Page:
By the late 1990s, the mentally ill offender crime reduction statute was passed, which appropriated $55 million annually for treatment programs to prevent re-offending. In 2000-2002, Darrell Steinberg (now Sacramento mayor, former state Senate president) authored a series of three bills which provided assertive outreach and community treatment for homeless individuals with mental illness. Then Helen Thomson offered a package of four mental health bills, one of which was Laura’s Law (Assisted Outpatient Treatment or AOT) in 2002. All relate back to release of people from state hospitals and lack of resources for them in the community. Collectively, these measures signaled a renaissance in public policy to provide adequate support for people with severe mental illness. Steinberg and Thomson were the leaders for a long time, since they first were elected.
There were fits and starts with the legislation. We introduced a huge omnibus bill, AB 1800, in 2000, affecting outpatient treatment and commitment, conservatorships, expanding the “grave disability” standard under Lanterman-Petris-Short (LPS, the massive 1967 legislation which rigidly controls health care policy in California), and streamlining the process for certifying further intensive treatment. Those were only a few of many bills during that period.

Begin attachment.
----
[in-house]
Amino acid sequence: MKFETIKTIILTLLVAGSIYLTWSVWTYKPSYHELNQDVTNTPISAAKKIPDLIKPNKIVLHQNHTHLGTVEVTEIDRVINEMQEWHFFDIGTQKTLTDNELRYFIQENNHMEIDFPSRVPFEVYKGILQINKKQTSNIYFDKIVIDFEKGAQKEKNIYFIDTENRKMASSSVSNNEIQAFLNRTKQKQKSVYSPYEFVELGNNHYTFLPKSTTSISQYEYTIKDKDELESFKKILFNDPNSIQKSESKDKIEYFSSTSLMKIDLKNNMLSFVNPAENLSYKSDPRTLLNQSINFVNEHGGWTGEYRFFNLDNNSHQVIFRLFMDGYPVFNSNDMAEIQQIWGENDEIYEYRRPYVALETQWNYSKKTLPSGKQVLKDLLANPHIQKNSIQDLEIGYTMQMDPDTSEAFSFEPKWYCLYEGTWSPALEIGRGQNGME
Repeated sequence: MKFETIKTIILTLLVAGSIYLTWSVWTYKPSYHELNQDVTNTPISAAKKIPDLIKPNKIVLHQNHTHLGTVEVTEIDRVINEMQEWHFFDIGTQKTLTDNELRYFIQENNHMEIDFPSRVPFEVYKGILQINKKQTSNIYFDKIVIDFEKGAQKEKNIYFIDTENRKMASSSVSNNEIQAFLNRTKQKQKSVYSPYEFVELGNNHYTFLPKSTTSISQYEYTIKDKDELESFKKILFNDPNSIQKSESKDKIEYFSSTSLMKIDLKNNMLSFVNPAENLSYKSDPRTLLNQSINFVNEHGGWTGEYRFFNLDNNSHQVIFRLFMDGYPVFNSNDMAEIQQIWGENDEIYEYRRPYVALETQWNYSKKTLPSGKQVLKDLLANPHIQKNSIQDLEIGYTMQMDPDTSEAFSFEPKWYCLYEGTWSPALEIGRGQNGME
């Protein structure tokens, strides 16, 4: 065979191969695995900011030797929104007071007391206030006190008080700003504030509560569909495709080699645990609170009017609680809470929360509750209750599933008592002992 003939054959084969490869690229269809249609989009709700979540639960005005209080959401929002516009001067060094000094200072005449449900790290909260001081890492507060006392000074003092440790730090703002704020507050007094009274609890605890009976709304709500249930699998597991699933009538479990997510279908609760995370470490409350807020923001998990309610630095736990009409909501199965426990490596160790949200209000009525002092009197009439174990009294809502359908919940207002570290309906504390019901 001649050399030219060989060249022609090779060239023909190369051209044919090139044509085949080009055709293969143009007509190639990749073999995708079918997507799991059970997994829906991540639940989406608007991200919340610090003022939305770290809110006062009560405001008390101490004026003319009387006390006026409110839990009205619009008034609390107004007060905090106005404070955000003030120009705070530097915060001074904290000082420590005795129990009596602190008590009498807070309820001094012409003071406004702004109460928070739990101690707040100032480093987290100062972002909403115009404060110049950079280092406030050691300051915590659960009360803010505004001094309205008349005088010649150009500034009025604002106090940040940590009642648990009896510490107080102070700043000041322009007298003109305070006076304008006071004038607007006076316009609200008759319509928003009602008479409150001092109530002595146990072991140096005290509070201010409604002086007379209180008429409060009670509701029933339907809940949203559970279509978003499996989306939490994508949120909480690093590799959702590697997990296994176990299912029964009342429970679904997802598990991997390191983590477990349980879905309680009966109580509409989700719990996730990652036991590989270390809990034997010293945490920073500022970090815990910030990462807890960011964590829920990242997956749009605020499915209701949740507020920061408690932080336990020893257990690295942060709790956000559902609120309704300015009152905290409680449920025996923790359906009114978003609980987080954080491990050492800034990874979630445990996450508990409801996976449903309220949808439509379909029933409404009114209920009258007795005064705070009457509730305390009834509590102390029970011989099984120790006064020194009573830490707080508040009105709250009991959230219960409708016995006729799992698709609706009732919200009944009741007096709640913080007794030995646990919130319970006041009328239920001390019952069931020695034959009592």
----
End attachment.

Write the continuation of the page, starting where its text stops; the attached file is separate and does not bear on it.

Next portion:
There was considerable bipartisan support for reform measures by legislators during that period – and intense resistance from others. Elaborate.
There were a lot of reforms touched on by the LPS Reform Task Force in 1999, which was when we got John Burton’s attention, and he shut us down. He was Senate president, and he shut us down several times. He wasn’t having any of this, messing with people’s civil rights, and the omnibus bill (AB 1800) went nowhere. We came back with a package of bills — one of which was Laura’s Law – and it was a three-year battle with him. There was overwhelming legislative support for AB 1421, Laura’s Law, in the Assembly, but it was blocked in the Senate.
Did Burton’s views ever change?
No. Most of the Legislature was really good, we had strong support, overwhelming, bipartisan majority votes. He was obstinate and obstructive. But as we became more powerful, the Chron and the Times were both running articles, editorializing, we had hundreds of letters from families, a support list that ran for three pages, from cities, churches, police chiefs, sheriffs, families. We worked it really hard. It was kind of a speeding train that John Burton finally had to take cognizance of, because there is a lot of political muscle in that kind of support.